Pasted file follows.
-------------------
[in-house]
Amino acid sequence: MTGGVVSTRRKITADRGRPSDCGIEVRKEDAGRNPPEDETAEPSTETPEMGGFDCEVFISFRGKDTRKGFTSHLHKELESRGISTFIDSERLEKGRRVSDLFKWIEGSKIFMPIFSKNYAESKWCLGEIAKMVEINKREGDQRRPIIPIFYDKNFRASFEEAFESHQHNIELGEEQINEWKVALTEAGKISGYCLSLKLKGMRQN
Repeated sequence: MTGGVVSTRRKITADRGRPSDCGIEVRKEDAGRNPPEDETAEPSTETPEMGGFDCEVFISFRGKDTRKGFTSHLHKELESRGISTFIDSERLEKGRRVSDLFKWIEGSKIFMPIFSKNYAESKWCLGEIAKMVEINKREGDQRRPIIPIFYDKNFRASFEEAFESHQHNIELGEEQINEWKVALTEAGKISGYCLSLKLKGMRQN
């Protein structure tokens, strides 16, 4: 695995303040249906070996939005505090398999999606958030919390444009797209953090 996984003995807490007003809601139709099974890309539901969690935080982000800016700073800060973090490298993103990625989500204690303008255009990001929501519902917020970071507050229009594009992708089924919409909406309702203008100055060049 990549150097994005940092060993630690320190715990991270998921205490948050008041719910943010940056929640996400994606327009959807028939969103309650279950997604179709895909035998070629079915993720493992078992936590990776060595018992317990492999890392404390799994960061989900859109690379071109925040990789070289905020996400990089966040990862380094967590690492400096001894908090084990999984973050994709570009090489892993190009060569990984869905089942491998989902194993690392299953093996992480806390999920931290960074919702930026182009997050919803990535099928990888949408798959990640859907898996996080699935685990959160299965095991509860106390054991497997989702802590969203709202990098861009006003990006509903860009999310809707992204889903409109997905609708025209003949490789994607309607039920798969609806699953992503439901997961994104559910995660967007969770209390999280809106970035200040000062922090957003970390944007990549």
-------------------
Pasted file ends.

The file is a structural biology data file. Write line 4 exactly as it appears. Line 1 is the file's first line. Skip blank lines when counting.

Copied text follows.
């Protein structure tokens, strides 16, 4: 695995303040249906070996939005505090398999999606958030919390444009797209953090 996984003995807490007003809601139709099974890309539901969690935080982000800016700073800060973090490298993103990625989500204690303008255009990001929501519902917020970071507050229009594009992708089924919409909406309702203008100055060049 990549150097994005940092060993630690320190715990991270998921205490948050008041719910943010940056929640996400994606327009959807028939969103309650279950997604179709895909035998070629079915993720493992078992936590990776060595018992317990492999890392404390799994960061989900859109690379071109925040990789070289905020996400990089966040990862380094967590690492400096001894908090084990999984973050994709570009090489892993190009060569990984869905089942491998989902194993690392299953093996992480806390999920931290960074919702930026182009997050919803990535099928990888949408798959990640859907898996996080699935685990959160299965095991509860106390054991497997989702802590969203709202990098861009006003990006509903860009999310809707992204889903409109997905609708025209003949490789994607309607039920798969609806699953992503439901997961994104559910995660967007969770209390999280809106970035200040000062922090957003970390944007990549």